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[U] Commonwealth v. Davis

Superior Court of Pennsylvania

February 11, 2014

COMMONWEALTH OF PENNSYLVANIA, Appellee
v.
BONNIE LOUISE VONSTEIN DAVIS, Appellant

NON-PRECEDENTIAL DECISION

Appeal from the Judgment of Sentence May 10, 2013, Court of Common Pleas, Bedford County, Criminal Division at No. CP-05-CR-0000237-2012.

Joseph D. Seletyn, Esq.

BEFORE: FORD ELLIOTT, P.J.E., DONOHUE and PLATT, JJ. [*]

MEMORANDUM

DONOHUE, J.

Appellant, Bonnie Louise Vonstein Davis ("Davis"), appeals from the judgment of sentence entered on May 10, 2013 following her guilty plea to the crime of driving under the influence – highest rate of alcohol, 75 Pa.C.S.A. § 3802(c). On appeal, Davis contends that the trial court abused its discretion in refusing to grant her application to participate in an intermediate punishment program. For the reasons that follow, we affirm.

The trial court offered the following apt summary of the relevant procedural background of this case:

On March 11, 2013, [ Davis] pled guilty to one count of Driving Under the Influence to the Highest Rate blood alcohol level as a second offense in the past ten years. Pursuant to the plea agreement, the remaining charges were to be nolle prossed and sentencing was open to the [c]ourt's discretion. On May 10, 2013, after reviewing a Pre-Sentence Investigation, we imposed a sentence of nine (9) months to twenty-three (23) months in the Bedford County Jail followed by three (3) years probation, with intensive alcohol supervision requirement including an alcohol detection anklet. At the sentencing hearing, counsel for [ Davis] neglected to bring to our attention that [ Davis] had made application for participation in the Bedford County Intermediate Punishment Program. As a result, we did not address the Intermediate Punishment Program at sentencing. [ Davis] subsequently filed a Post-Sentence Motion requesting that the [ c]ourt admit [ Davis] into the Intermediate Punishment Program. We held a hearing on May 14, 2013, and denied relief.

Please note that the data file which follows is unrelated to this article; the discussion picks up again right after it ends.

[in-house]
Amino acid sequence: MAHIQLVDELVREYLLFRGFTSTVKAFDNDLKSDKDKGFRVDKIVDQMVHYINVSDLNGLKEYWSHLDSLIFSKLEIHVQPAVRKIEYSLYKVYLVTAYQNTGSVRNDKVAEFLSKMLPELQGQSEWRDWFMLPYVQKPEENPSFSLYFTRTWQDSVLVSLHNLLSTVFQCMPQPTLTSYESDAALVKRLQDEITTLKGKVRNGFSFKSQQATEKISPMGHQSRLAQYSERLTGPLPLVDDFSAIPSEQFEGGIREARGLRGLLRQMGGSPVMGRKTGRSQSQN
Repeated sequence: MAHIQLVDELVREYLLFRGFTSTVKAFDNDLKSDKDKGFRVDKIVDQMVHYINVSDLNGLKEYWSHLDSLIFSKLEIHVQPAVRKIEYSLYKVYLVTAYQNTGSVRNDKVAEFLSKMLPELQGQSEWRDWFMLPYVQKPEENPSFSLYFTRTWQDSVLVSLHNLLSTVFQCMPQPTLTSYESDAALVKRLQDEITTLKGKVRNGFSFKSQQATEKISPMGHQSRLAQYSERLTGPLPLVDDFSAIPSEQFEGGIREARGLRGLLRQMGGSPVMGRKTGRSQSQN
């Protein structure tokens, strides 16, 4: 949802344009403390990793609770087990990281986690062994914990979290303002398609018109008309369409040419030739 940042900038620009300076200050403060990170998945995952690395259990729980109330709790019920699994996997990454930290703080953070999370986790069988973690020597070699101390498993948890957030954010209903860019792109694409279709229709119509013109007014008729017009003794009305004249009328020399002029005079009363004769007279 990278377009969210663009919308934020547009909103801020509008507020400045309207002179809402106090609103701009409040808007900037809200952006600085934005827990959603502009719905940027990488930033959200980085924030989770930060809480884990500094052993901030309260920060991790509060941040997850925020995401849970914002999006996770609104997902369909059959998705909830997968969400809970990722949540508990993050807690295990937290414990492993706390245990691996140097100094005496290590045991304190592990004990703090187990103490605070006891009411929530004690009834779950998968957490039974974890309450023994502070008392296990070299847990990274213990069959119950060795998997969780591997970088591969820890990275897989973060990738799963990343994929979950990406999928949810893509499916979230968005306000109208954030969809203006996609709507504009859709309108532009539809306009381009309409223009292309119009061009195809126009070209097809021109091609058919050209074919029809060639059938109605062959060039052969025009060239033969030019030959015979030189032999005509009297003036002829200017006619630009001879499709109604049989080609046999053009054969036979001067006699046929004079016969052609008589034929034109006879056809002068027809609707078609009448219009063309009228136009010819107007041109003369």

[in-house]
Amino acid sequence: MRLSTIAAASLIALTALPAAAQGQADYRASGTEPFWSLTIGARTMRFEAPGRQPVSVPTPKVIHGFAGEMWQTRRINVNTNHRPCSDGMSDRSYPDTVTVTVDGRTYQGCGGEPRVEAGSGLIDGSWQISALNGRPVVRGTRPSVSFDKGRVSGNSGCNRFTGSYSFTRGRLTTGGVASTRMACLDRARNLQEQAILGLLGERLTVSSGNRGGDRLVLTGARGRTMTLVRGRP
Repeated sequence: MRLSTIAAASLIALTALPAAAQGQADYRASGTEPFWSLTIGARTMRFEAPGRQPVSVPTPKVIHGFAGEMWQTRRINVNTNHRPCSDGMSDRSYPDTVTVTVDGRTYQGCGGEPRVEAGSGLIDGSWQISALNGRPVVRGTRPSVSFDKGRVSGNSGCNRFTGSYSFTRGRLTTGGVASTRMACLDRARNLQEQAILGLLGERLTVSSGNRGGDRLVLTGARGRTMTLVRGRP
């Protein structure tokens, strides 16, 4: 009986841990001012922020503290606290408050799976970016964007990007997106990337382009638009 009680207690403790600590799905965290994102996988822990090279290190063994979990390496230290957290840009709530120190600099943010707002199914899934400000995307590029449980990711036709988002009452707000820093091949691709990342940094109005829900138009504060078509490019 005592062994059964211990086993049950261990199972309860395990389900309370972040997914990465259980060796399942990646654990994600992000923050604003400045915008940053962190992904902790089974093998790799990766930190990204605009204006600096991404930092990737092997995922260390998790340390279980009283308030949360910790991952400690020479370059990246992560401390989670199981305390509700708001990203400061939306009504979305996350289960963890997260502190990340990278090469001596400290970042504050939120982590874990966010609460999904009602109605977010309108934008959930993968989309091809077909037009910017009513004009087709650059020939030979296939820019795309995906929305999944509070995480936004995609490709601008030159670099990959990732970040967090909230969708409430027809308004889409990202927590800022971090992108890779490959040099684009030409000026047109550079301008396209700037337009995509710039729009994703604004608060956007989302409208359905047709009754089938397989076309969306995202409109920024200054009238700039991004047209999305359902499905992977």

Trial Court Opinion, 8/ 13/ 2013, at 1- 2.

On appeal, Davis presents the following issue for our consideration and determination:

Given that the lower court ignored her current offense while it repeatedly cited [ Davis's] past offense as justification for denying her entry into the Bedford County Intermediate Punishment Program, which she was eligible for, while the past offense was already accounted for in her Prior Record Score, did the court abuse its discretion in denying her admission to the Program?

Davis's Brief at 4.

Davis challenges the discretionary aspects of her sentence. A challenge to the discretionary aspects of a sentence "must be considered a petition for permission to appeal, as the right to appeal from the discretionary aspects of sentencing is not absolute." Commonwealth v. Long, 831 A.2d 737, 750 (Pa.Super. 2003). Two requirements must be met before we will review this challenge on its merits. First, Davis must " set forth in his brief a concise statement of the reasons relied upon for allowance of appeal with respect to the discretionary aspects of a sentence." Pa.R.A.P. 2119(f); Commonwealth v. Tuladziecki, 513 Pa. 508, 512, 522 A.2d 17, 19 (1987). Davis's appellate brief contains a 2119(f) Statement, and therefore she has met the first requirement.

Second, Davis must show, "that there is a substantial question that the sentence imposed is not appropriate under this chapter." 42 Pa.C.S.A. § 9781(b); Commonwealth v. Urrutia, 653 A.2d 706, 710 (1995), appeal denied, 541 Pa. 625, 661 A.2d 873 (1995). Davis claims that the trial court considered an impermissible factor in its sentencing decision. This Court has held that a claim that the sentence is excessive because the trial court relied on impermissible factors raises a ...


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